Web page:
How long are boiled peanuts good for?

Once prepared and cooled, boiled peanuts should be stored in the refrigerator in a sealed container for up to seven days. The boiled peanuts can either be kept in the cooking liquid or drained dry.

Can you freeze boiled peanuts?

Yes, you totally can!

Once prepared and cooled, spread peanuts out on a baking sheet in a single layer and freeze. Once solid, transfer the peanuts to a sealed container or freezer bag. Boiled peanuts can be frozen indefinitely.

Notes & tips for boiled peanuts

  • For a more spicy kick, add a pinch of crushed pepper flakes, chipotle powder, or cayenne. You can even add a few dashes of your favorite hot sauce right into the pot!
Close up of spicy boiled peanuts, showing off the deep color.

More great spicy recipes

How to make boiled peanuts

This next part is only a photo tutorial of the recipe steps. If you’re looking for the full recipe measurements and instructions, scroll down to Recipe Details.

Step 1 – In a large stockpot, add the following ingredients: in-shell raw peanuts, kosher salt, creole seasoning, garlic powder, smoked paprika, and onion powder.

Step 2 – Pour in water until peanuts are completely covered.

Step 3 – Bring to a boil, then reduce to a simmer.

Step 4 – Cook for six to eight hours.

Step 5 – Serve and enjoy!

Recipe Details

Side view of a bowl of spicy boiled peanuts with herbs, drinks, and spices placed nearby.
5 from 1 vote

Spicy Boiled Peanuts

5 mins prep + 8 hrs cook
450 kcal
Yields: 12 servings
A popular southern tradition, these simple and easy spicy boiled peanuts are a salty and flavorful snack with a delicate crunch and a zing of creole spices.



  • In a large stockpot, add peanuts, salt, creole seasoning, garlic powder, paprika, and onion powder.
    2 pounds in-shell raw peanuts, 1/4 cup kosher salt, 1/4 cup creole seasoning, 2 teaspoons garlic powder, 2 teaspoons smoked paprika, 1 teaspoon onion powder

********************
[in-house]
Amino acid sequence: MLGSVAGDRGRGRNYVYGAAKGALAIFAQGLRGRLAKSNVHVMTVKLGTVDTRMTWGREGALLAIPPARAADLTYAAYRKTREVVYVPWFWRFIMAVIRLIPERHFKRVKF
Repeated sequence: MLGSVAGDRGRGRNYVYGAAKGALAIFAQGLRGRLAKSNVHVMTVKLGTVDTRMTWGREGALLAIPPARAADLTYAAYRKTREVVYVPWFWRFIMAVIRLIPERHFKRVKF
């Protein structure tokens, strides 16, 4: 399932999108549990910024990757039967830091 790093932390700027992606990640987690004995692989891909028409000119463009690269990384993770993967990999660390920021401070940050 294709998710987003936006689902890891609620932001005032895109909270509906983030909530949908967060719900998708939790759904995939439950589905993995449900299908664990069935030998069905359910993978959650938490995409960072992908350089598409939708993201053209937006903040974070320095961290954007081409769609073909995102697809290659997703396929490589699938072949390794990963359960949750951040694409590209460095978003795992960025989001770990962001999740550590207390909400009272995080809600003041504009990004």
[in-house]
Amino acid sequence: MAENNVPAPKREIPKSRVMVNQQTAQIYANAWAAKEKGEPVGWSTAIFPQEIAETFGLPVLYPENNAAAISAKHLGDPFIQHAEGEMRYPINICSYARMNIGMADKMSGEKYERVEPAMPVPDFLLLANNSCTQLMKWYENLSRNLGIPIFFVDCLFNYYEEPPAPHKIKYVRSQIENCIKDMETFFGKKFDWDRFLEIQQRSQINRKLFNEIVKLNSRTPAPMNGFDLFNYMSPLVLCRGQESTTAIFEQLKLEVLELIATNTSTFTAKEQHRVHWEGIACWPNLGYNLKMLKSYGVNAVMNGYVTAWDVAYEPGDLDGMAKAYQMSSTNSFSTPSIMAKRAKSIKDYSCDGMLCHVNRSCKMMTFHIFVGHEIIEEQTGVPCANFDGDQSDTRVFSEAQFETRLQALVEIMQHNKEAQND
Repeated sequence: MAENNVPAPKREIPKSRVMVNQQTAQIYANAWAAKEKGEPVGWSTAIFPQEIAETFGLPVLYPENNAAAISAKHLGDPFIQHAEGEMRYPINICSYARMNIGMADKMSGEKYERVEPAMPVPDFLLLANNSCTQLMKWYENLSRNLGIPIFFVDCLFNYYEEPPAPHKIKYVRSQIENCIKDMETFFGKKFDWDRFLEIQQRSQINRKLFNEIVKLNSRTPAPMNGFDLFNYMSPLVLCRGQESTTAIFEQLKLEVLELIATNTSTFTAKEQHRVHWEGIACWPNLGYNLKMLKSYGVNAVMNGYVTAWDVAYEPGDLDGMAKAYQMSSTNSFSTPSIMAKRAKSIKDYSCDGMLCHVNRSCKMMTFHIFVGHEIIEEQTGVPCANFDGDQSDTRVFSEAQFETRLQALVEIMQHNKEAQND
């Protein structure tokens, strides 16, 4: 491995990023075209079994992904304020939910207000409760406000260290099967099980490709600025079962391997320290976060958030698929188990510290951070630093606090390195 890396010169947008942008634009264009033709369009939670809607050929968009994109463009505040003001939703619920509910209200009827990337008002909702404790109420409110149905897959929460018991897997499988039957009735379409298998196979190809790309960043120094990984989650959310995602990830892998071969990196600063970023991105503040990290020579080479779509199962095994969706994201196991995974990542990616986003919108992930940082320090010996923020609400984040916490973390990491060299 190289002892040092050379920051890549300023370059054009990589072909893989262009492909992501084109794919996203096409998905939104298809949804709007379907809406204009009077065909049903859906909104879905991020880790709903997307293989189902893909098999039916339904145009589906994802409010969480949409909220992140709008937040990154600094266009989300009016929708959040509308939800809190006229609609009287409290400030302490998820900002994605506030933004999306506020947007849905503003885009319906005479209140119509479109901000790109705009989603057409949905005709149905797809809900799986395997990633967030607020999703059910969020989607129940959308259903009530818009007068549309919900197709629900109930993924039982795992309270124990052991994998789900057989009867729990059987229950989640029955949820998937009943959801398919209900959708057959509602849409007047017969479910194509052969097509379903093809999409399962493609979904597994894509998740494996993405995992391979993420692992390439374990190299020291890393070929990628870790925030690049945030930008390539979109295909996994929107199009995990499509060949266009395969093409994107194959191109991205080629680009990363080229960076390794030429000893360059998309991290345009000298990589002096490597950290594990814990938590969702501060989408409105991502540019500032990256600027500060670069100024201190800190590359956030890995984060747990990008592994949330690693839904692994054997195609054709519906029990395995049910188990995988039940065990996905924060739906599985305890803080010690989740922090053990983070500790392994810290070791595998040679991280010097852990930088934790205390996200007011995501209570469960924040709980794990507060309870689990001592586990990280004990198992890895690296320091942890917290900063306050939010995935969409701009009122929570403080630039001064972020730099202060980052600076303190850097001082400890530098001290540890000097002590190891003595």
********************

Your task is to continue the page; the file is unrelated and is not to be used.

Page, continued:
• Pour in water until peanuts are covered. TIP: press down on peanuts in the pot; water should easily cover top layer of peanuts. Depending on the size of your pot, you may not need all of the water listed in the recipe. Once done, mix ingredients well.
    4 quarts water
  • Place stockpot over high heat. Bring to a boil, then reduce to a simmer. Cover and let peanuts simmer for 6-8 hours, stirring every 30 minutes or so. If the water level goes down, add more warm water. Over time, peanuts will become saturated with liquid and sink to the bottom; this is okay.
  • Serve boiled peanuts immediatly, either directly drained from the water or given time to cool and dry.


Serving: 1serving | Calories: 450kcal | Carbohydrates: 15g | Protein: 21g | Fat: 38g | Saturated Fat: 6g | Polyunsaturated Fat: 13g | Monounsaturated Fat: 17g | Sodium: 2392mg | Potassium: 677mg | Fiber: 9g | Sugar: 1g | Vitamin A: 2215IU | Vitamin C: 4mg | Calcium: 100mg | Iron: 3mg

I do my best to provide nutrition information, but please keep in mind that I’m not a certified nutritionist. Any nutritional information discussed or disclosed in this post should only be seen as my best amateur estimates of the correct values.

Author: Chrisy